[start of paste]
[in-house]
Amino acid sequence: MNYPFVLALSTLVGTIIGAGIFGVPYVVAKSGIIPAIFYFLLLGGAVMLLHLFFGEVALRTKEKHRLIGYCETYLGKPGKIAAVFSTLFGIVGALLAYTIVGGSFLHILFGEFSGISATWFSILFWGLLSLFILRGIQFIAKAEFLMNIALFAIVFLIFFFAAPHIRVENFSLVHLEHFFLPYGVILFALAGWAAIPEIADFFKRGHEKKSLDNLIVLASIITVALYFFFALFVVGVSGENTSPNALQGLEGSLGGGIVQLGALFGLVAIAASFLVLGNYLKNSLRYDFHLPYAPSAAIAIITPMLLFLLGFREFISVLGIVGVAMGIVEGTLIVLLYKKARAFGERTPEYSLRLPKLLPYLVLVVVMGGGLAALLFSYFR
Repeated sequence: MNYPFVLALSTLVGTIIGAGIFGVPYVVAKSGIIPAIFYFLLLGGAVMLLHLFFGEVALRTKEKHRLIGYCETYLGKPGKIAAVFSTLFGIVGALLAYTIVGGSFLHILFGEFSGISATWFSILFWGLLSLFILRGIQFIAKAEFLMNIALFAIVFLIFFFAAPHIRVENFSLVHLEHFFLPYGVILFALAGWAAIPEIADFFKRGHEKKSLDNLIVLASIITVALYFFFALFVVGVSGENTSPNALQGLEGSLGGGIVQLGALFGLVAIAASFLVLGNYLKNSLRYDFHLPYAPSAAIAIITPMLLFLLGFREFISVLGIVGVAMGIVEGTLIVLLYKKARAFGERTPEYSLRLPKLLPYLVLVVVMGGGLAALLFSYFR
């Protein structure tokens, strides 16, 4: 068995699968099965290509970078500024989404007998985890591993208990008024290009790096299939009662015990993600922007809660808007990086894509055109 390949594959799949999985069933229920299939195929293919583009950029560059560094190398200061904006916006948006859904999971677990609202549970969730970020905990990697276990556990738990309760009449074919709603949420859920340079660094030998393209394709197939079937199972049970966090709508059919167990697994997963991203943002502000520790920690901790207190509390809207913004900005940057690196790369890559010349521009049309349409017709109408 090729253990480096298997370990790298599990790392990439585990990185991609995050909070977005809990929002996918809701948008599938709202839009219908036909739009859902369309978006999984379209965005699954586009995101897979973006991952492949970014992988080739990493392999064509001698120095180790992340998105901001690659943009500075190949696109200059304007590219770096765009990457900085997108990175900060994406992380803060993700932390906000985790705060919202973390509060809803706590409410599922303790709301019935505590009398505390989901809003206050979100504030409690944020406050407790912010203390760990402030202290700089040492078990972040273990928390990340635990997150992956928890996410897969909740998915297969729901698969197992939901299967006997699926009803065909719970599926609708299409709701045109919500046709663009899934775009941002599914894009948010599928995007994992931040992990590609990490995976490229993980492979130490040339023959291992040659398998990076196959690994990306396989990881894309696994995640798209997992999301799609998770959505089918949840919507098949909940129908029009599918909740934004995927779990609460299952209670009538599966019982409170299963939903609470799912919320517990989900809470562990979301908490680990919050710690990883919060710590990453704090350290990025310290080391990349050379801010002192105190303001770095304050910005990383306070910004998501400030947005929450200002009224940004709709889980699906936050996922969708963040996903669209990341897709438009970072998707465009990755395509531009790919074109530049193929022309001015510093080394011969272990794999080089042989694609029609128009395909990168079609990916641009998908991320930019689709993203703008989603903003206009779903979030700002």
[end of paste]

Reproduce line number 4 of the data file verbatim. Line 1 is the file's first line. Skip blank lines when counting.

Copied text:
């Protein structure tokens, strides 16, 4: 068995699968099965290509970078500024989404007998985890591993208990008024290009790096299939009662015990993600922007809660808007990086894509055109 390949594959799949999985069933229920299939195929293919583009950029560059560094190398200061904006916006948006859904999971677990609202549970969730970020905990990697276990556990738990309760009449074919709603949420859920340079660094030998393209394709197939079937199972049970966090709508059919167990697994997963991203943002502000520790920690901790207190509390809207913004900005940057690196790369890559010349521009049309349409017709109408 090729253990480096298997370990790298599990790392990439585990990185991609995050909070977005809990929002996918809701948008599938709202839009219908036909739009859902369309978006999984379209965005699954586009995101897979973006991952492949970014992988080739990493392999064509001698120095180790992340998105901001690659943009500075190949696109200059304007590219770096765009990457900085997108990175900060994406992380803060993700932390906000985790705060919202973390509060809803706590409410599922303790709301019935505590009398505390989901809003206050979100504030409690944020406050407790912010203390760990402030202290700089040492078990972040273990928390990340635990997150992956928890996410897969909740998915297969729901698969197992939901299967006997699926009803065909719970599926609708299409709701045109919500046709663009899934775009941002599914894009948010599928995007994992931040992990590609990490995976490229993980492979130490040339023959291992040659398998990076196959690994990306396989990881894309696994995640798209997992999301799609998770959505089918949840919507098949909940129908029009599918909740934004995927779990609460299952209670009538599966019982409170299963939903609470799912919320517990989900809470562990979301908490680990919050710690990883919060710590990453704090350290990025310290080391990349050379801010002192105190303001770095304050910005990383306070910004998501400030947005929450200002009224940004709709889980699906936050996922969708963040996903669209990341897709438009970072998707465009990755395509531009790919074109530049193929022309001015510093080394011969272990794999080089042989694609029609128009395909990168079609990916641009998908991320930019689709993203703008989603903003206009779903979030700002």